Furthermore, the destructive dredging and “terraforming” of fragile reefs into artificial islands has wrought substantial environmental damage on the marine ecosystem of the South China Sea which is home to 10 per cent of the world’s fish and one-third of its coral reefs.
Far from provoking China, until last month the US had allowed China to progress its gamechanging reclamation program for nearly two years with barely a diplomatic murmur of protest.
Faced with a multitude of foreign policy crises elsewhere, a distracted President Obama has been clearly reluctant to confront China on what he sees as a non-core issue for the US, attracting widespread criticism domestically, and within the region, for his inaction and passivity.
Even after Washington toughened its position on China’s land reclamation activities, new US Secretary of Defence Ashton Carter has been measured in his criticisms, proposing a moratorium on all land reclamation in the South China Sea, not just China’s.
Contrary to the views of critics, the US is not going to needlessly provoke China by flying directly over, or sailing through, the 12 nautical mile territorial zone that China could legitimately claim over natural islands it occupies.
But under international law, China is entitled only to a 500metre safety zone around rocks or reefs that are under the water at high tide, regardless of what artificial structures are built on them.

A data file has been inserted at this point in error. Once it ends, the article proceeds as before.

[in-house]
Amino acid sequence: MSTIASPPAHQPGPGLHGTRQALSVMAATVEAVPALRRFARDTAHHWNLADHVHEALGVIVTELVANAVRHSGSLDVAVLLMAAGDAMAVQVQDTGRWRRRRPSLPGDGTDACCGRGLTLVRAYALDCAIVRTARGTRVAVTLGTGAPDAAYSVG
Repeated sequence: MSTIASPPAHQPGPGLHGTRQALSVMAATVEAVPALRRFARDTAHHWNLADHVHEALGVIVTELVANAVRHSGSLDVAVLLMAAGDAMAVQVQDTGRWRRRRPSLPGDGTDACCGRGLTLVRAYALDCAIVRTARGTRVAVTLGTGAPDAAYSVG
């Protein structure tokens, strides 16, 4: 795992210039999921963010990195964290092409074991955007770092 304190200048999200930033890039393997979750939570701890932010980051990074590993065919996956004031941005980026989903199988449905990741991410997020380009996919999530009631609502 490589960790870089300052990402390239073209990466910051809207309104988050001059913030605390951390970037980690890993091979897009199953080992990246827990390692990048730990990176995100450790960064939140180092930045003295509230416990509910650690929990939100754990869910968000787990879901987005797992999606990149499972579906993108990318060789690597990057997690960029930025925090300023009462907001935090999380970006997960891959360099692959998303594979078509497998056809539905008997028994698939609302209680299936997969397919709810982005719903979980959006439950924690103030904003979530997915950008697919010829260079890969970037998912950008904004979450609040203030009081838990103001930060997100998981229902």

So the US can legitimately assert freedom of navigation closer to such structures on the two islands occupied by China which meet this condition, Mischief and Subi reefs.
The South China Sea reclamation raises important issues of principle and policy for Australia that are ignored by those who frame the dispute in terms of SinoUS strategic competition.
The central question for Australian defence and foreign policy is whether we ought to comply with, or oppose, China’s use of force to advance its territorial claims and perceived national interests in the South China Sea where important Australian trade and security interests are also engaged.
Doing nothing equates to compliance, making it more difficult to prevent China from seeking further territorial gain, or unilaterally imposing its desired outcomes on the region at a time, and place, of its choosing.